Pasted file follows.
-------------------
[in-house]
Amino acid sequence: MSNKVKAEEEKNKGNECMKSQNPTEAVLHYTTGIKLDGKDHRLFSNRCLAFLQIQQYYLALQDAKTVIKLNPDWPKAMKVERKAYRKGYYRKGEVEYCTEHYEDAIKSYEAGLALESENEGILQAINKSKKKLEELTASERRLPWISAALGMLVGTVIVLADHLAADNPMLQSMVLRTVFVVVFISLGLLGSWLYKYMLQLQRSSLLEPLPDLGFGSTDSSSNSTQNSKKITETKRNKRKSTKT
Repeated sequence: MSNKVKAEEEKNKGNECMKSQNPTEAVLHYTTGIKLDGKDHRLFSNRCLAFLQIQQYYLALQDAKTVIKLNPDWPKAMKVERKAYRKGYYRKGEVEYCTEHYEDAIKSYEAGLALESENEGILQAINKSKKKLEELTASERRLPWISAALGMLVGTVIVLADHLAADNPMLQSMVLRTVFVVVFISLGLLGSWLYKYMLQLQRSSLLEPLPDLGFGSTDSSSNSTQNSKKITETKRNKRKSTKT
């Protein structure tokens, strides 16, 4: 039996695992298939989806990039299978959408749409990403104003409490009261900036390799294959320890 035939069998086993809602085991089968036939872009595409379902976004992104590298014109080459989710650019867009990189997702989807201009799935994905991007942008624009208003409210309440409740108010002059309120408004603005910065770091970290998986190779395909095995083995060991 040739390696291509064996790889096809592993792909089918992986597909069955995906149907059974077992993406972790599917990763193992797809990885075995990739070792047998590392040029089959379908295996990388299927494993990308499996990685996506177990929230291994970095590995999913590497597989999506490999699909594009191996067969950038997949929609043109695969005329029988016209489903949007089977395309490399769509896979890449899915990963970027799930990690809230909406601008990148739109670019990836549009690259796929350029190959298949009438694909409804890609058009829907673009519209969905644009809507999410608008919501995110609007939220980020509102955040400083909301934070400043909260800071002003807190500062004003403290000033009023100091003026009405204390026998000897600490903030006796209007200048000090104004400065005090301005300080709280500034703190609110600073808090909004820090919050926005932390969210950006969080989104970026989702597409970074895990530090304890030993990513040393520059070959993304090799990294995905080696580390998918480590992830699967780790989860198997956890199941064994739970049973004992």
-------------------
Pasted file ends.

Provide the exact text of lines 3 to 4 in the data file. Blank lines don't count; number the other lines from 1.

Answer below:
Repeated sequence: MSNKVKAEEEKNKGNECMKSQNPTEAVLHYTTGIKLDGKDHRLFSNRCLAFLQIQQYYLALQDAKTVIKLNPDWPKAMKVERKAYRKGYYRKGEVEYCTEHYEDAIKSYEAGLALESENEGILQAINKSKKKLEELTASERRLPWISAALGMLVGTVIVLADHLAADNPMLQSMVLRTVFVVVFISLGLLGSWLYKYMLQLQRSSLLEPLPDLGFGSTDSSSNSTQNSKKITETKRNKRKSTKT
């Protein structure tokens, strides 16, 4: 039996695992298939989806990039299978959408749409990403104003409490009261900036390799294959320890 035939069998086993809602085991089968036939872009595409379902976004992104590298014109080459989710650019867009990189997702989807201009799935994905991007942008624009208003409210309440409740108010002059309120408004603005910065770091970290998986190779395909095995083995060991 040739390696291509064996790889096809592993792909089918992986597909069955995906149907059974077992993406972790599917990763193992797809990885075995990739070792047998590392040029089959379908295996990388299927494993990308499996990685996506177990929230291994970095590995999913590497597989999506490999699909594009191996067969950038997949929609043109695969005329029988016209489903949007089977395309490399769509896979890449899915990963970027799930990690809230909406601008990148739109670019990836549009690259796929350029190959298949009438694909409804890609058009829907673009519209969905644009809507999410608008919501995110609007939220980020509102955040400083909301934070400043909260800071002003807190500062004003403290000033009023100091003026009405204390026998000897600490903030006796209007200048000090104004400065005090301005300080709280500034703190609110600073808090909004820090919050926005932390969210950006969080989104970026989702597409970074895990530090304890030993990513040393520059070959993304090799990294995905080696580390998918480590992830699967780790989860198997956890199941064994739970049973004992």